An X-linked dominant inherited syndrome characterized by follicular atrophoderma in combination with hypotrichosis, hypohidrosis, and nevoid basal cell carcinomas.
Bazex Syndrome; Acrokeratosis Paraneoplastica; Follicular Atrophoderma-Basocellular Proliferations-Hypotrichosis Syndrome; Follicular Atrophoderma-Basal Cell Carcinoma Syndrome.
First described in 1966 by A. Bazex, A. Dupré, and B Christol in six members of one family. In 1996, A. Kidd et al reviewed all the cases reported at that time and found 120 identified cases from 15 kindreds. Hitherto, approximately 150 cases have been described, all affecting Caucasians, although a very similar disorder was described in a Japanese family.
The incidence and prevalence remain unknown.
X-linked dominant inheritance. The mutations for this defect have been mapped to chromosome Xq24-q27. In affected males, the disease is uniformly severe, whereas female heterozygotes tend to be more variably and overall less severely affected due to lyonization.
Based on the characteristic clinical features of affected patients and the appearance of their hairs under the scanning electron microscope. In contrast to the frequently used term follicular atrophoderma, the histologic analysis of these skin lesions fail to demonstrate signs of atrophy.
Individuals present with follicular atrophoderma (pitting or so-called multiple icepick marks, which are funnel-shaped, round, regular, and wide follicular depressions of the skin) since early infancy on the dorsum of their hands, on the extensor surfaces of the elbows and knees and occasionally on the face and scalp. Milia (orthokeratotic keratin-filled cysts 1-2 mm in diameter, also known as “milk spots”) occur in about two-thirds of patients and are present since birth on the face, limbs, and buttocks. These milia tend to decrease in number or even disappear spontaneously around puberty. An association of milium cysts with basal cell carcinoma has been described. Basal cell nevi are common and often found in areas with follicular atrophoderma. Mainly facial and often multiple basal cell carcinomas start to develop between 15 and 25 years of age. Hypotrichosis is diffuse, found in almost all patients and affecting all body regions including eyelashes and eyebrows. Microscopy reveals pili bifurcati and trichorrhexis nodosa with flattened and twisted appearance of the hair shaft. A generalized reduction in perspiration (hypohidrosis), particularly on the face, is found in more than half of the patients. Some patients may also show circumscribed deficiencies of sweat glands. A triangular face, pinched nose with hypoplastic alae nasi, and prominent columella are considered other characteristic manifestations. No other systemic abnormalities are associated.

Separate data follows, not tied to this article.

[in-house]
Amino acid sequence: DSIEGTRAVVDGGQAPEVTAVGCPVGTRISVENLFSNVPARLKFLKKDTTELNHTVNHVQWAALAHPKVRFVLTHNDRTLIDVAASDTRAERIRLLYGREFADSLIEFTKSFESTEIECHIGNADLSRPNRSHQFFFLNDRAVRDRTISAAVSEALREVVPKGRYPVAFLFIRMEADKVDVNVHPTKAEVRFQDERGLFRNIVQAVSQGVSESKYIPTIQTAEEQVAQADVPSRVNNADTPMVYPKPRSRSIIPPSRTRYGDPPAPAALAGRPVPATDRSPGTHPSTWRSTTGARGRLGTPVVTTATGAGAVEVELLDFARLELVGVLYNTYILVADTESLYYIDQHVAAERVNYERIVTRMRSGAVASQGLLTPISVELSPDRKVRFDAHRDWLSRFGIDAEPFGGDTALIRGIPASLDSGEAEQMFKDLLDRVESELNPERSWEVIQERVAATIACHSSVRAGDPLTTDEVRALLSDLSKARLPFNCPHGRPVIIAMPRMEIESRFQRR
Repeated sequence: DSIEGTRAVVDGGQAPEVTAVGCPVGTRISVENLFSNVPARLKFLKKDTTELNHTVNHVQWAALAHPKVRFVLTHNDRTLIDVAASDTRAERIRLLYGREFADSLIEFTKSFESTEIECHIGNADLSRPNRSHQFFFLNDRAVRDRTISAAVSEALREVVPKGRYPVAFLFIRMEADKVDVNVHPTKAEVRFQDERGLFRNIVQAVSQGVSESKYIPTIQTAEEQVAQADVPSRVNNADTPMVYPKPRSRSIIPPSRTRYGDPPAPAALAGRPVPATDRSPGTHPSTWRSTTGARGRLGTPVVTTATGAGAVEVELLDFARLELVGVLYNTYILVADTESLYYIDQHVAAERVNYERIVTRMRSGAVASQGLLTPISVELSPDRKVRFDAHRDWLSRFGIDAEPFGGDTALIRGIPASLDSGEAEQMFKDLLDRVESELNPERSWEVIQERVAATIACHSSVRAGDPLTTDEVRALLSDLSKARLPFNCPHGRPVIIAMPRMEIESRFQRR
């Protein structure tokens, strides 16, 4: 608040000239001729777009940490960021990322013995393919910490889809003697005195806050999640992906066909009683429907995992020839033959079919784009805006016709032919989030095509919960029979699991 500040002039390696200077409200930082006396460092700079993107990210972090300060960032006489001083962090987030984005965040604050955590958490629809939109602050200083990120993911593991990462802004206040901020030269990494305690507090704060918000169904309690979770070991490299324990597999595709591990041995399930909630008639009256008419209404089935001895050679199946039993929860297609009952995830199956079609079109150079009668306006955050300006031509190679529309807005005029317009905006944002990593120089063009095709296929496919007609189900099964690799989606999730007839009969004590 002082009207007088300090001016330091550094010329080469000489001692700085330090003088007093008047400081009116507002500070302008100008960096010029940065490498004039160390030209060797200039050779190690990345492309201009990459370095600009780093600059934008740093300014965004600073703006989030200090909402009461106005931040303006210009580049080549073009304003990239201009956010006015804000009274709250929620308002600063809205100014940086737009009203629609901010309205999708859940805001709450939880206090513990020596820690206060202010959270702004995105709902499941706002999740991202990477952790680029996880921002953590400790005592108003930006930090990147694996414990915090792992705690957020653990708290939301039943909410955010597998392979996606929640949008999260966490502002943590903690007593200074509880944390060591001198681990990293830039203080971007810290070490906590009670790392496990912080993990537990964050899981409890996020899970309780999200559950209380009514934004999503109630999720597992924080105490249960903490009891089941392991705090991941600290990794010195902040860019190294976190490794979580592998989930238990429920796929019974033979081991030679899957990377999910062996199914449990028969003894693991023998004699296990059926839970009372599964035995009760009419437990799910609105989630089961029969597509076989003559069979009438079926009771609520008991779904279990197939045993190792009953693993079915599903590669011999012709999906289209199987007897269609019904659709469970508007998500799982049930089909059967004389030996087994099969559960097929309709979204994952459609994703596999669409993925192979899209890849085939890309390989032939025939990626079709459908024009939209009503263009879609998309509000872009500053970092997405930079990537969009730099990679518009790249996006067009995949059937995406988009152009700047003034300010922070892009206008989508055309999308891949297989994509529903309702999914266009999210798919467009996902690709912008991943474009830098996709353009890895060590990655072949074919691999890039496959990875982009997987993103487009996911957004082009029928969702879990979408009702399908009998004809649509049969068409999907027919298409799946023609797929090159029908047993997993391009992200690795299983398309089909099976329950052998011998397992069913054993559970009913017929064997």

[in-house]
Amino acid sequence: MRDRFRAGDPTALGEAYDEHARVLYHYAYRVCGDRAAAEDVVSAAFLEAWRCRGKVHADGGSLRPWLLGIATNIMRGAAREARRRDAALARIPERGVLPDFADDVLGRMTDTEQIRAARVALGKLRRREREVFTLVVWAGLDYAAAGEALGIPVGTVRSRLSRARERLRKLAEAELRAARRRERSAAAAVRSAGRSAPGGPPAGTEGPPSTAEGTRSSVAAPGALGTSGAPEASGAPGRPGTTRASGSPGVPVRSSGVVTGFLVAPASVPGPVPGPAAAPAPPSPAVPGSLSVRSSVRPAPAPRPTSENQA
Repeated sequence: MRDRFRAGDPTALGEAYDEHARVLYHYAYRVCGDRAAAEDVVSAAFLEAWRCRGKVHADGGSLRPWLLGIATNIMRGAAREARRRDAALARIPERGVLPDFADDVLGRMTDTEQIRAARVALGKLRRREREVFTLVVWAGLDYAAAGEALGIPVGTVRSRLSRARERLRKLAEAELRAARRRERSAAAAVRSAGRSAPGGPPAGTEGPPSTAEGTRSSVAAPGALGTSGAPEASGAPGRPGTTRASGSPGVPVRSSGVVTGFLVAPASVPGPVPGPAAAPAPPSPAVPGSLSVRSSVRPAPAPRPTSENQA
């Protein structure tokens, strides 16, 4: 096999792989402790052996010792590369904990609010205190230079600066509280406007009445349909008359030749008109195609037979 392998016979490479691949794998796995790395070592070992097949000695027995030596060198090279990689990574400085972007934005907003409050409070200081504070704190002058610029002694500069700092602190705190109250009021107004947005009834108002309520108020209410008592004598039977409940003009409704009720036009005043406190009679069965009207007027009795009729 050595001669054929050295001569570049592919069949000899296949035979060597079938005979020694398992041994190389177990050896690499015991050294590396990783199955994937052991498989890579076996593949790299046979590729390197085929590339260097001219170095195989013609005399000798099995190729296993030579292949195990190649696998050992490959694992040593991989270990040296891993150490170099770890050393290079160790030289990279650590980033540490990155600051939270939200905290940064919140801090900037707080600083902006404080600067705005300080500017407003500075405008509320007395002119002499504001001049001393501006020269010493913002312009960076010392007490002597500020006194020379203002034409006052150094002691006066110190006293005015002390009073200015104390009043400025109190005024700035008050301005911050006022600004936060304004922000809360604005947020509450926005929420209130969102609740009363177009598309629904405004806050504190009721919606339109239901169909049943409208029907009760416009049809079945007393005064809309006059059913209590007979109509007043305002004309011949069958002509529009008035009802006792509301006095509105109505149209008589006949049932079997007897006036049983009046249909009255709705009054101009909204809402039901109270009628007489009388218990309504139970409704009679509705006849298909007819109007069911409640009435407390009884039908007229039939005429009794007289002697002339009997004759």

Precautions before anesthesia
Routine preoperative assessment and examination. There are no specific anesthetic precautions related to this disorder.